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  • 1. 2010 CRC PhD Student Conference Supporting multimodal media recommendation and annotation using social network analysis Adam Rae a.rae@open.ac.uk Supervisors Stefan Rüger, Suzanne Little, Roelof van Zwol Department The Knowledge Media Institute Status Full Time Probation Viva After Starting Date October 2007 Research Hypothesis By analysing and extracting information from the social graphs de- scribed by both explicit and implicit user interactions, like those found in online media sharing systems like Flickr1 , it is possible to augment existing non-social aware recommender systems and thereby significantly improve their performance. Large scale web based systems for sharing media continue to tackle the problem of helping their users find what they are looking for in a timely manner. To do this, lots of good quality metadata is required to sift through the data collection to pick out exactly those documents that match the information need of the user. In the case of finding images from the online photo sharing website Flickr, this could be from over 4 billion examples. How can we help both the system and the user in enriching the metadata of the media within the collection in order to improve the experience for the user and to reduce the burden on the underlying data handling system? Can modelling users, by themselves and within the context of the wider online community help? Can this modeling be used to improve recommender systems that improve the experience and reduce cognitive burden on users? Existing approaches tend to treat multimedia in the same way they have dealt with text documents in the past, specifically by treating the textual meta- data associated with an image as a text document, but this ignores the inherently different nature of the data the system is handling. Images are visual data, and while they can be described well by textual metadata, they cannot be described completely by it. Also, the user cannot be ignored in the retrieval process, and learning more about a user provides information to the system to tailor results to their specific requirements. Users interact online, and these interactions form a 1 http://www.flickr.com/ Page 91 of 125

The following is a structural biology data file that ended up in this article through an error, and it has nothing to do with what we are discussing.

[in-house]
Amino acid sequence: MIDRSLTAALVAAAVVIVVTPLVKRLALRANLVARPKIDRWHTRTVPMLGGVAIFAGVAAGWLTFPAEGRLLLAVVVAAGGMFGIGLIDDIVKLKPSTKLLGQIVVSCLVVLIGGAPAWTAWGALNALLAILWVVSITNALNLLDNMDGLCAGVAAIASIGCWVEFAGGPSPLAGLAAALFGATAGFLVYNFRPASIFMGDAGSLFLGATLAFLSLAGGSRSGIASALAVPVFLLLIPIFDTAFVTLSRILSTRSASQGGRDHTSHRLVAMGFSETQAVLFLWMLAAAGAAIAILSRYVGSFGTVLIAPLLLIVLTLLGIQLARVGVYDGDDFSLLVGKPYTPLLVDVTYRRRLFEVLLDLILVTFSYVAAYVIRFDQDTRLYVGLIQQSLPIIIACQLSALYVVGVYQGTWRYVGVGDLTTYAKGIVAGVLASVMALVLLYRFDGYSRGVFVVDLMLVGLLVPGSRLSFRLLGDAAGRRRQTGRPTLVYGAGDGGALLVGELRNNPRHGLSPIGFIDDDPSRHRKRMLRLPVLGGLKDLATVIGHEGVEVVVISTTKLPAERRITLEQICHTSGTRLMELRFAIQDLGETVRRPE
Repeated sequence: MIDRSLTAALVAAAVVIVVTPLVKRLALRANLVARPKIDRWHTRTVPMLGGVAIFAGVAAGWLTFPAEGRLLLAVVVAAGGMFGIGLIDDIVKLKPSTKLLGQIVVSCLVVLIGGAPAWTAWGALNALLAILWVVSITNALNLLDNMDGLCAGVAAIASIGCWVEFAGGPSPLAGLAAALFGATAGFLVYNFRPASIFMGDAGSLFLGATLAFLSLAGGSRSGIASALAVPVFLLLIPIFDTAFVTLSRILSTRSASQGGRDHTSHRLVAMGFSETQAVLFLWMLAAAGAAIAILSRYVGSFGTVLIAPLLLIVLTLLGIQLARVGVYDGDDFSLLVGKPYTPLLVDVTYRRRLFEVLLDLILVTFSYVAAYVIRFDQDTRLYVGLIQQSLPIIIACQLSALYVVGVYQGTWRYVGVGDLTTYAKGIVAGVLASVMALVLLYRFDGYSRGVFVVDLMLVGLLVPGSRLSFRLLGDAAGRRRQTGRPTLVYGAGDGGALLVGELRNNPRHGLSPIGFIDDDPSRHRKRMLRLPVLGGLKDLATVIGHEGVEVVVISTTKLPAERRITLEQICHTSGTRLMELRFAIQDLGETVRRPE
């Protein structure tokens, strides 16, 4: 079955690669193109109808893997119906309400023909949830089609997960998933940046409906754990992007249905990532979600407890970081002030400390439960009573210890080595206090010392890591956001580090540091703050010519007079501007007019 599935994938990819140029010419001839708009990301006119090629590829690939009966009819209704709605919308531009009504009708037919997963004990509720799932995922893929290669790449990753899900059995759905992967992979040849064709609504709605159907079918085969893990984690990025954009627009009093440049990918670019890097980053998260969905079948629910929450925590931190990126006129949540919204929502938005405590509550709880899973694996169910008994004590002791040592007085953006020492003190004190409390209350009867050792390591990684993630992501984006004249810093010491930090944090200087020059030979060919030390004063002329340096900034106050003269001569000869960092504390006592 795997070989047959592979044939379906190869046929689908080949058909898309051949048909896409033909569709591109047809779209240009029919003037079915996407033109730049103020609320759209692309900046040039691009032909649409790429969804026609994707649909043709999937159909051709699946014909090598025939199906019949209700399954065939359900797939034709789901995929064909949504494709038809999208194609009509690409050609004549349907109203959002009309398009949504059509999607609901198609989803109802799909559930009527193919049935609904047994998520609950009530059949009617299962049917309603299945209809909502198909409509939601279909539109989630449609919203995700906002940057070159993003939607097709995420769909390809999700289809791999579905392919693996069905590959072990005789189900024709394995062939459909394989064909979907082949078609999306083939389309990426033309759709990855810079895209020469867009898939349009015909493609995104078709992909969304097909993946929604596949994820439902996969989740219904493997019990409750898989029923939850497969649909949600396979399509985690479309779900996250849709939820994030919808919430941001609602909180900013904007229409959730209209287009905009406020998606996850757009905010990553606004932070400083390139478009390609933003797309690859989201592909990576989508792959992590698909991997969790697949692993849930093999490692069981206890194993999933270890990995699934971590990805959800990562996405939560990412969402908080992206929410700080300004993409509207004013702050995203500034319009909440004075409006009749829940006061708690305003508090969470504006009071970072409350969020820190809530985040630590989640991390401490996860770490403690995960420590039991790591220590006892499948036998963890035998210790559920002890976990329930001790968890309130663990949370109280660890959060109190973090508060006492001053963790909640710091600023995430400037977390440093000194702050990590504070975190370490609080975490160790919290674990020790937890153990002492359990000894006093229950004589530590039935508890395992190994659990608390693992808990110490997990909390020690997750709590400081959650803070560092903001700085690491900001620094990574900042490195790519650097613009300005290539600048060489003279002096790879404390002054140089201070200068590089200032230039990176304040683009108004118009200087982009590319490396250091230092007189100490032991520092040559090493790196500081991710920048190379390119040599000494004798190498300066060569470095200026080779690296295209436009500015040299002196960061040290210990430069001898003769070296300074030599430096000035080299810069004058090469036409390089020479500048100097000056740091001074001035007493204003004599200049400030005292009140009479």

• 2. 2010 CRC PhD Student Conference new type of data that has yet to be fully explored nor exploited when modelling users. The work presented here combines the mining of social graphs that occur in Flickr with visual content and metadata analysis to provide better personalised photo recommender mechanisms and the following experiment and its analysis are a major component in my overall thesis. Interaction Scenario In order to address this research question, multiple experiments have been car- ried out, one of which I present here: Envisage an incoming stream of photos made available to a user. In systems of a scale similar to Flickr, this could be thousands of im- ages per second. Can a system that uses cues from the social, visual and semantic aspects of these images perform better than one that uses the more traditional approach of using only semantic informa- tion, according to specifically defined objective metrics? How does performance vary between users? An experiment was carried out that mines data from the social communities in Flickr, from the visual content of images and from the text based metadata and uses a machines learning mechanism to merge these signals together to form a classifier that, given a candidate image and prospective viewing user, decides whether the user would label that image as a ‘Favourite’2 - see Figure 1. Related Work The significant influence that our peers can have on our behaviour online has been studied by researchers such as Lerman and Jones[3], and the particular interaction that occurs between users and visual media in particular in the work of Nov et al.[4]and Kern et al[2]. Their insights into the importance of understanding more about a user in order to best fulfil their information need supports the hypothesis that this kind of information can be usefully exploited to improve systems that try to match that need to a data set supported by social interaction. Here I extend their ideas by incorporating this valuable social data into a complementary multimodal framework that takes advantage of multiple types of data. The use of social interaction features in the work of Sigurbjörnsson and van Zwol[7] and Garg and Weber[1] inspired my more comprehensive feature set and its analysis. Their findings that aggregating data generated from online communities is valuable when suggesting tags is important and I believe also transfers to recommendation in general as well as to the specific task of recom- mending images. In fact, I demonstrated this in previous work on social media tag suggestion[6]. I use some of the human perception based visual features outlined in the work of San Pedro and Siersdorfer[5], as these have been shown to work well in similar experimental scenarios and cover a range of visual classes. I extend them further with a selection of other high performing visual features. 2A binary label Flickr users can use to annotate an image they like. Page 92 of 125